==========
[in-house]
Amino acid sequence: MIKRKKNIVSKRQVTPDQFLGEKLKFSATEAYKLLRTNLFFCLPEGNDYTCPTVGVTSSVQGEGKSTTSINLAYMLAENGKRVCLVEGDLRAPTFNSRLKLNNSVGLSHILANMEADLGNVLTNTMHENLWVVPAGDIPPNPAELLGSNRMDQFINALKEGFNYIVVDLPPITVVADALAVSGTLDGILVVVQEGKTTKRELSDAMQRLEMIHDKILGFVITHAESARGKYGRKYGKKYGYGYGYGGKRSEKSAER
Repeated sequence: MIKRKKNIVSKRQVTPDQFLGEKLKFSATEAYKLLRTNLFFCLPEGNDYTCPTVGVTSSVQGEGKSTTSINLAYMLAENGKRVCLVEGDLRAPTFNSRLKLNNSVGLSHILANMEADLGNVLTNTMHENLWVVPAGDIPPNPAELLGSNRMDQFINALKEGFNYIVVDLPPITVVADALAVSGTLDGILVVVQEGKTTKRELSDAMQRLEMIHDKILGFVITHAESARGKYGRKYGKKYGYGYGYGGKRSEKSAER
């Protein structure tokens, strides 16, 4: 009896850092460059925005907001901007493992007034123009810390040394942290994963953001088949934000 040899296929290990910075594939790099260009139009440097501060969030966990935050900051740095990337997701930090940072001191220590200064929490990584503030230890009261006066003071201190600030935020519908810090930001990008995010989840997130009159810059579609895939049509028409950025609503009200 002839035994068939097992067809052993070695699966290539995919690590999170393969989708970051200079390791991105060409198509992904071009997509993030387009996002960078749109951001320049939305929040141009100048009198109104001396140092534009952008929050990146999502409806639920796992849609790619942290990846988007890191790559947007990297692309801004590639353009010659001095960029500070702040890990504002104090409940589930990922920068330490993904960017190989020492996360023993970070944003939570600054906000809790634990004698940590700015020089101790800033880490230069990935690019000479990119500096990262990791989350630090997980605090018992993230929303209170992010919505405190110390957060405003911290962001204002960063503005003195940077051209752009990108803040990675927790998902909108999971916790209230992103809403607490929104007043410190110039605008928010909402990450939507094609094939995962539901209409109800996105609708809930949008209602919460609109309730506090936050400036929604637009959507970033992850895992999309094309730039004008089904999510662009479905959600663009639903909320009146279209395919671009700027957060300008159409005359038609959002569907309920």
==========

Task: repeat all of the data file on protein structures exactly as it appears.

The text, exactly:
[in-house]
Amino acid sequence: MIKRKKNIVSKRQVTPDQFLGEKLKFSATEAYKLLRTNLFFCLPEGNDYTCPTVGVTSSVQGEGKSTTSINLAYMLAENGKRVCLVEGDLRAPTFNSRLKLNNSVGLSHILANMEADLGNVLTNTMHENLWVVPAGDIPPNPAELLGSNRMDQFINALKEGFNYIVVDLPPITVVADALAVSGTLDGILVVVQEGKTTKRELSDAMQRLEMIHDKILGFVITHAESARGKYGRKYGKKYGYGYGYGGKRSEKSAER
Repeated sequence: MIKRKKNIVSKRQVTPDQFLGEKLKFSATEAYKLLRTNLFFCLPEGNDYTCPTVGVTSSVQGEGKSTTSINLAYMLAENGKRVCLVEGDLRAPTFNSRLKLNNSVGLSHILANMEADLGNVLTNTMHENLWVVPAGDIPPNPAELLGSNRMDQFINALKEGFNYIVVDLPPITVVADALAVSGTLDGILVVVQEGKTTKRELSDAMQRLEMIHDKILGFVITHAESARGKYGRKYGKKYGYGYGYGGKRSEKSAER
């Protein structure tokens, strides 16, 4: 009896850092460059925005907001901007493992007034123009810390040394942290994963953001088949934000 040899296929290990910075594939790099260009139009440097501060969030966990935050900051740095990337997701930090940072001191220590200064929490990584503030230890009261006066003071201190600030935020519908810090930001990008995010989840997130009159810059579609895939049509028409950025609503009200 002839035994068939097992067809052993070695699966290539995919690590999170393969989708970051200079390791991105060409198509992904071009997509993030387009996002960078749109951001320049939305929040141009100048009198109104001396140092534009952008929050990146999502409806639920796992849609790619942290990846988007890191790559947007990297692309801004590639353009010659001095960029500070702040890990504002104090409940589930990922920068330490993904960017190989020492996360023993970070944003939570600054906000809790634990004698940590700015020089101790800033880490230069990935690019000479990119500096990262990791989350630090997980605090018992993230929303209170992010919505405190110390957060405003911290962001204002960063503005003195940077051209752009990108803040990675927790998902909108999971916790209230992103809403607490929104007043410190110039605008928010909402990450939507094609094939995962539901209409109800996105609708809930949008209602919460609109309730506090936050400036929604637009959507970033992850895992999309094309730039004008089904999510662009479905959600663009639903909320009146279209395919671009700027957060300008159409005359038609959002569907309920």